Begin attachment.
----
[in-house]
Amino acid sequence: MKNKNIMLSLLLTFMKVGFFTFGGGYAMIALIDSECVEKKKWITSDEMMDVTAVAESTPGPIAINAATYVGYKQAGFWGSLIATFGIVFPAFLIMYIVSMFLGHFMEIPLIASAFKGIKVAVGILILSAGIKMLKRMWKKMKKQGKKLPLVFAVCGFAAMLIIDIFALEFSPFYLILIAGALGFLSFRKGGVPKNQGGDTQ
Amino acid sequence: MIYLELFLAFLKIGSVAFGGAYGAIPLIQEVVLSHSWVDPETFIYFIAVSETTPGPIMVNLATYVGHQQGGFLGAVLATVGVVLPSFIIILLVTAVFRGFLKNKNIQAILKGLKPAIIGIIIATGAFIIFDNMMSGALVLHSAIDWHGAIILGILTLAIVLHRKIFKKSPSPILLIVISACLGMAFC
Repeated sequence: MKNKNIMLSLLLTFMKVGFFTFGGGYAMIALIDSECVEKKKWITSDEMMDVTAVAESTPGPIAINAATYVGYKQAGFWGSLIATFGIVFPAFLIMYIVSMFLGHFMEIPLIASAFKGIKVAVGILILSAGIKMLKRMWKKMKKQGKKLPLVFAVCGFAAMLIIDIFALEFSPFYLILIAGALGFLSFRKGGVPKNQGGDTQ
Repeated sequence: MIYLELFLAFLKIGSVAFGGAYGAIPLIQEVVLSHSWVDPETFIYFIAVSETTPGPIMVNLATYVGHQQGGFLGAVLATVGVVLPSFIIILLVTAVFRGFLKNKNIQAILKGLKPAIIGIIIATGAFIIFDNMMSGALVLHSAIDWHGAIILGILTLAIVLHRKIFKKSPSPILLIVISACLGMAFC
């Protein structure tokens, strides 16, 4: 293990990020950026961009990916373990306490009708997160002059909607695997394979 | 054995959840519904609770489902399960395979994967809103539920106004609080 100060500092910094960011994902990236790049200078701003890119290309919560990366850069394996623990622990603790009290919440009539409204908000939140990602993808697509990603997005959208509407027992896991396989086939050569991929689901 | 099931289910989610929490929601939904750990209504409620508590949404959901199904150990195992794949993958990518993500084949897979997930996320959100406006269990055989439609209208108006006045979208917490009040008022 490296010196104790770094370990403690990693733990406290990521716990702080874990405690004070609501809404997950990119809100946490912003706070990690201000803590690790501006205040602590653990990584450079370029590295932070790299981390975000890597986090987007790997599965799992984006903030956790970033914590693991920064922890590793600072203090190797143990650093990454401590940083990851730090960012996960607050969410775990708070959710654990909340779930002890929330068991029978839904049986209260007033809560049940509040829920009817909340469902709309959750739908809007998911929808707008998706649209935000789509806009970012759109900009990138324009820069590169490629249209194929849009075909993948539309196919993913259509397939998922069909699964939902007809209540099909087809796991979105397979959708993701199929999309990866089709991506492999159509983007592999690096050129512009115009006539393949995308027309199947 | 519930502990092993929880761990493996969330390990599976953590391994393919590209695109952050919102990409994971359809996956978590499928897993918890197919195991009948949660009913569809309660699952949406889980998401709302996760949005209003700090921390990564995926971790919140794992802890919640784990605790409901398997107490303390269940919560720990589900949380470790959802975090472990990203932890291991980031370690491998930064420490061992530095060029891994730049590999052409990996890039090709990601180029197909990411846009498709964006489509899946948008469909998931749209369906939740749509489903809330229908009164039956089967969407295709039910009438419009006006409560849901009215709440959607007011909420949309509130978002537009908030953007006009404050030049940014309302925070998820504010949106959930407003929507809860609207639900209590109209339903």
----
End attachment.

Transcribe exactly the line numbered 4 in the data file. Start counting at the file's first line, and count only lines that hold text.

Repeated sequence: MKNKNIMLSLLLTFMKVGFFTFGGGYAMIALIDSECVEKKKWITSDEMMDVTAVAESTPGPIAINAATYVGYKQAGFWGSLIATFGIVFPAFLIMYIVSMFLGHFMEIPLIASAFKGIKVAVGILILSAGIKMLKRMWKKMKKQGKKLPLVFAVCGFAAMLIIDIFALEFSPFYLILIAGALGFLSFRKGGVPKNQGGDTQ